NBA Playoffs: Kyrie Irving's 42 points spark Cavs' comeback win over Celtics

BOX SCORE

CLEVELAND -- Kyrie Irving gritted his teeth, tightened up his left sneaker and hopped to his feet.

The pain couldn't stop him. The Celtics couldn't either.

Irving took over in the second half and finished with 42 points despite playing on a tender ankle, LeBron James added 34 and the Cleveland Cavaliers moved within one win of an almost inevitable third date in the NBA Finals with Golden State by rallying to beat Boston 112-99 on Tuesday night in Game 4 of the Eastern Conference finals.

With James in foul trouble, Irving was forced to do more than ever and he delivered, scoring 19 in less than five minutes and 33 in a 19-minute stretch.

"The kid is special," James said. "I was happy to sit back and watch him. He was born for these moments."

The defending NBA champions, who shot 71 percent in the second half, opened a 3-1 lead in the series and can wrap up their third straight conference title -- and a "three-match" against the Warriors -- with a win in Game 5 on Thursday night in Boston.

But if Games 3 and 4 are any indication, it won't be easy.

Fighting to keep their season alive, the Celtics aren't giving an inch despite playing without All-Star guard Isaiah Thomas, who may need surgery on a hip injury.

The Cavs, meanwhile, wouldn't be on the cusp of the Finals without Irving.

With Cleveland in jeopardy of dropping its second game in a row after James followed an 11-point Game 3 debacle by picking up four first-half fouls, Irving put on a breathtaking one-man show.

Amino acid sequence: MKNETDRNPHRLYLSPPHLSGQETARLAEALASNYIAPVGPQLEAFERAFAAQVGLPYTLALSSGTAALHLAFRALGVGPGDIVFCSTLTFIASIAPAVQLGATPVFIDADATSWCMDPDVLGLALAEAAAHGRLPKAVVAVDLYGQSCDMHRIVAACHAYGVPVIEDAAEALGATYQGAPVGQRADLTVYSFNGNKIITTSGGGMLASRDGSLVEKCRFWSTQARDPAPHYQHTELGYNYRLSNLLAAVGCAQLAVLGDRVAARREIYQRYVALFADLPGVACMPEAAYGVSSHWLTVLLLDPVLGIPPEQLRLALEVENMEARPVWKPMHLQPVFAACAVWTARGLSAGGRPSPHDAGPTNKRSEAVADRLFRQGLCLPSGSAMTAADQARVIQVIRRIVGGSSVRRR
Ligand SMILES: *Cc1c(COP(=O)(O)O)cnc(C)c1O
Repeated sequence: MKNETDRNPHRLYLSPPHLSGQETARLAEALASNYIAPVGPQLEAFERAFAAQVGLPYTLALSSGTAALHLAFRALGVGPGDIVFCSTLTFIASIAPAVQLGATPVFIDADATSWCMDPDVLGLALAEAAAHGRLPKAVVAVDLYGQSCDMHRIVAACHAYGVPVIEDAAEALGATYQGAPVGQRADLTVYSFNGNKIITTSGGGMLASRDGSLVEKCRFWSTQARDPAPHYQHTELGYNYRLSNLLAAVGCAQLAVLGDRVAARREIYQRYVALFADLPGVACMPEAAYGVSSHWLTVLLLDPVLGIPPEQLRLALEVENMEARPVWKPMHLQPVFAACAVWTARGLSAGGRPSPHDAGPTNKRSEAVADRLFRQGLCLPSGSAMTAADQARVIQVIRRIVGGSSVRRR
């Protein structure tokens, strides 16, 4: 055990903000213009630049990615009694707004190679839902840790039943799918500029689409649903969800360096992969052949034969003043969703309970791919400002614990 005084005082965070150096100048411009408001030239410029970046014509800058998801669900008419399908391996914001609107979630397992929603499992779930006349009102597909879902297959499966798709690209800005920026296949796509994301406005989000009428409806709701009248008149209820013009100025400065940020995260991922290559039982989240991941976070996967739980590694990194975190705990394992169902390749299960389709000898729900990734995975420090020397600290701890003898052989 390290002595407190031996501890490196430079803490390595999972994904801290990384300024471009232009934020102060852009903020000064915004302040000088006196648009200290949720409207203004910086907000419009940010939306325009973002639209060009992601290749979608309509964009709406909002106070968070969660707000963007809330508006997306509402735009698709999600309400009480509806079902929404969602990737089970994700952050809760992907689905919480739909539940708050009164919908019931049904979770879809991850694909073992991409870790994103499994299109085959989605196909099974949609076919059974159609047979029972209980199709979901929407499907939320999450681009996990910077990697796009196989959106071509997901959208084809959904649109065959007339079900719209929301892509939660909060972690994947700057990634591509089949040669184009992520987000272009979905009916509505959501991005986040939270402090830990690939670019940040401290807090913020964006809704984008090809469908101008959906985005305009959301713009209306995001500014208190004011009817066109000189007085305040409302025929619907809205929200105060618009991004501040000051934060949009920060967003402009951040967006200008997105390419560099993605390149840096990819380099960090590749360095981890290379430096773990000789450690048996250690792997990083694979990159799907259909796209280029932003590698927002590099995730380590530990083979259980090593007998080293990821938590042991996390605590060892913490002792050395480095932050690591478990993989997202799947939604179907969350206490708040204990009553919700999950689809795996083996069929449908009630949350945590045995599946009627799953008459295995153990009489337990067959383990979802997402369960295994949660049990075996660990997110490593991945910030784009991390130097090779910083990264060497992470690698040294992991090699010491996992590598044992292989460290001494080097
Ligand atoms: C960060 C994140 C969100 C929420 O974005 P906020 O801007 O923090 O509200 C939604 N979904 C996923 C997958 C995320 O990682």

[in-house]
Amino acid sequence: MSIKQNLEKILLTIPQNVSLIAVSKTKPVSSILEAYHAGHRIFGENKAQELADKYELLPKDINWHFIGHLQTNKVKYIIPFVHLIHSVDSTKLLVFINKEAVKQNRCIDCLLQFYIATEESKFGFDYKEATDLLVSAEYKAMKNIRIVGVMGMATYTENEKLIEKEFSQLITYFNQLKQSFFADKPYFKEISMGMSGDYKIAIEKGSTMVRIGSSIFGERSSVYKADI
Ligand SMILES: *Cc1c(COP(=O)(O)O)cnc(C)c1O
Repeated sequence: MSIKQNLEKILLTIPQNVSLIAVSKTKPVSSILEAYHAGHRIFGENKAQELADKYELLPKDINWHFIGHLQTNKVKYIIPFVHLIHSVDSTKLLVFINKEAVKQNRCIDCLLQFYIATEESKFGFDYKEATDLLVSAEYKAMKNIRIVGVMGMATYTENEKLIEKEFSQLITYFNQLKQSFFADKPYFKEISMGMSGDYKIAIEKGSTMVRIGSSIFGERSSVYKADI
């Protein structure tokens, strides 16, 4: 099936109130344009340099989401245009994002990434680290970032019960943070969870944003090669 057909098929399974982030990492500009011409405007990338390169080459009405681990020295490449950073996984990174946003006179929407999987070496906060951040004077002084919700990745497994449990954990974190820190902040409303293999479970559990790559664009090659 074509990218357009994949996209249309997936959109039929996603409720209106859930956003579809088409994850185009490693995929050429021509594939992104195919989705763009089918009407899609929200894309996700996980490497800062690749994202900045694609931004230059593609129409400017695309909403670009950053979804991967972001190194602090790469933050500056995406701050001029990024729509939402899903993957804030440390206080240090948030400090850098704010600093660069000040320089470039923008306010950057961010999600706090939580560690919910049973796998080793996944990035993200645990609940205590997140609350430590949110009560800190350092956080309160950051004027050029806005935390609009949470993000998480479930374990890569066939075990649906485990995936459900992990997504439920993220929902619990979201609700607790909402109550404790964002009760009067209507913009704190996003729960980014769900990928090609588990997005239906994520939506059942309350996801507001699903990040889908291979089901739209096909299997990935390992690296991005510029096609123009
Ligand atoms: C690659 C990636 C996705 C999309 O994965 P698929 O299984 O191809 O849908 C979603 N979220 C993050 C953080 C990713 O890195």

Freezing Boston defenders with his dribble and driving to the basket whenever he wanted, Irving made six layups, two 3-pointers and a free throw in a dizzying span of 4:48. He capped his blistering 19-point outburst with a 3 in the final second of the quarter and celebrated at mid-court by pretending to put two pistols back in his holster.

"He saw Bron went out and he wanted to put the team on his shoulders," Cavs coach Tyronn Lue said. "He did that."

Irving said he was driven by the thought of the Cavs seeing their series lead vanish.

"In the back of my mind, I thought, `They can't tie up the series,'" he said. "We can't go back to Boston tied 2-2. We needed everything tonight."

Irving put a scare into the Cavs and their fans when he stepped on Terry Rozier's foot and rolled his ankle. He stayed on the floor for a few moments before sitting up and re-tying his sneaker. Nothing was keeping him out.

"It was one of those games we had to fight through and we had to earn it," he said.

Celtics coach Brad Stevens was disappointed with his team's defense on Irving, who was able to spread the floor while surrounded by shooters.

"There's choices," Stevens said. "I'm not sure there are good choices. When he gets going like that, he's tough to stop. The ones we gotta look at are the ones he got at the rim."

Kevin Love added 17 points and 17 rebounds for the Cavs, now 11-1 in the postseason.

Avery Bradley scored 19 and Jae Crowder 18 for Boston.

Ankle grab
Irving did not show any noticeable limp following the game as he walked down the hallway, stopping to hug and kiss friends and family following his performance.

Irving, who has had a history of injuries, said he's rolled his ankle enough times to know when it's serious.

"My adrenaline is still going," he said. "I'm pretty sure I'll be sore when I get home."

Boston bound
Crowder and the Celtics are looking forward to going home and redeeming themselves after the blowout losses in Games 1 and 2.

"I feel like we're humble enough to know we haven't played well at home," he said. "We want to give our home crowd a better outing than we put out the past two games."

Foul trouble
Lue paused for several seconds before responding to a question about the third and fourth fouls called on James, who was whistled for barely touching Marcus Smart on a jumper and then was called for a charge.

"They called them," he said of the officials. "We had to do what we had to do."

Tip-ins